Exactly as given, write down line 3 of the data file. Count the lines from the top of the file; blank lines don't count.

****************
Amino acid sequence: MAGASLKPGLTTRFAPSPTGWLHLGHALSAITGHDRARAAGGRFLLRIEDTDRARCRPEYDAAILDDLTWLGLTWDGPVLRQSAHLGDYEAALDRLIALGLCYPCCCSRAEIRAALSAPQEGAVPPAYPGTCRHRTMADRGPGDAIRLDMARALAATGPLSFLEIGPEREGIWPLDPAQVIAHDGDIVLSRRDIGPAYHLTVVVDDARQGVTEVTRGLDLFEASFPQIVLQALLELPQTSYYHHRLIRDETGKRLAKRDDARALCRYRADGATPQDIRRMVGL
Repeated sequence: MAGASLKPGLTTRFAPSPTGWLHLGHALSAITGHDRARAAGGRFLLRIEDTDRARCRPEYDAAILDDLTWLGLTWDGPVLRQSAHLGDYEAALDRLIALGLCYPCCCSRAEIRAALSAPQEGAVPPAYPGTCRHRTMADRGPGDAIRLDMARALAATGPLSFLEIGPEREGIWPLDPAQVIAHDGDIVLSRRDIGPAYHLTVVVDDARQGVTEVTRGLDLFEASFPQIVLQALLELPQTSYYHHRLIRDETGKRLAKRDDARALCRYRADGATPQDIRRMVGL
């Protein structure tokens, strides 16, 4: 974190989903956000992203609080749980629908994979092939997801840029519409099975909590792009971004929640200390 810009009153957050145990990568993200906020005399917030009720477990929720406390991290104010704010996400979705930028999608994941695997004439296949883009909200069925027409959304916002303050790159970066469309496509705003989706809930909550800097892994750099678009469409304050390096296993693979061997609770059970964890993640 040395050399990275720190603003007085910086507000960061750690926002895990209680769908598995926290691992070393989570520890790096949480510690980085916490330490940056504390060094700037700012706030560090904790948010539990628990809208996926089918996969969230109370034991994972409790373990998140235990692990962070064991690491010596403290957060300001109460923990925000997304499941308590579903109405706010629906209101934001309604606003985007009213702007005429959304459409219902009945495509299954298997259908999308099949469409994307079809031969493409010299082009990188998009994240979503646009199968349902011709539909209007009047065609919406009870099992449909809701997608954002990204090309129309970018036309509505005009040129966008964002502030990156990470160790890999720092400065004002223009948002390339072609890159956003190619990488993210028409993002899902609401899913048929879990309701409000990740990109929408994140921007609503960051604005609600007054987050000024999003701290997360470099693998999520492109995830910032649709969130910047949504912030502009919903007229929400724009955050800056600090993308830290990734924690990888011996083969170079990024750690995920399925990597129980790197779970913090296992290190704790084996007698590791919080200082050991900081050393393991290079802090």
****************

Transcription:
């Protein structure tokens, strides 16, 4: 974190989903956000992203609080749980629908994979092939997801840029519409099975909590792009971004929640200390 810009009153957050145990990568993200906020005399917030009720477990929720406390991290104010704010996400979705930028999608994941695997004439296949883009909200069925027409959304916002303050790159970066469309496509705003989706809930909550800097892994750099678009469409304050390096296993693979061997609770059970964890993640 040395050399990275720190603003007085910086507000960061750690926002895990209680769908598995926290691992070393989570520890790096949480510690980085916490330490940056504390060094700037700012706030560090904790948010539990628990809208996926089918996969969230109370034991994972409790373990998140235990692990962070064991690491010596403290957060300001109460923990925000997304499941308590579903109405706010629906209101934001309604606003985007009213702007005429959304459409219902009945495509299954298997259908999308099949469409994307079809031969493409010299082009990188998009994240979503646009199968349902011709539909209007009047065609919406009870099992449909809701997608954002990204090309129309970018036309509505005009040129966008964002502030990156990470160790890999720092400065004002223009948002390339072609890159956003190619990488993210028409993002899902609401899913048929879990309701409000990740990109929408994140921007609503960051604005609600007054987050000024999003701290997360470099693998999520492109995830910032649709969130910047949504912030502009919903007229929400724009955050800056600090993308830290990734924690990888011996083969170079990024750690995920399925990597129980790197779970913090296992290190704790084996007698590791919080200082050991900081050393393991290079802090």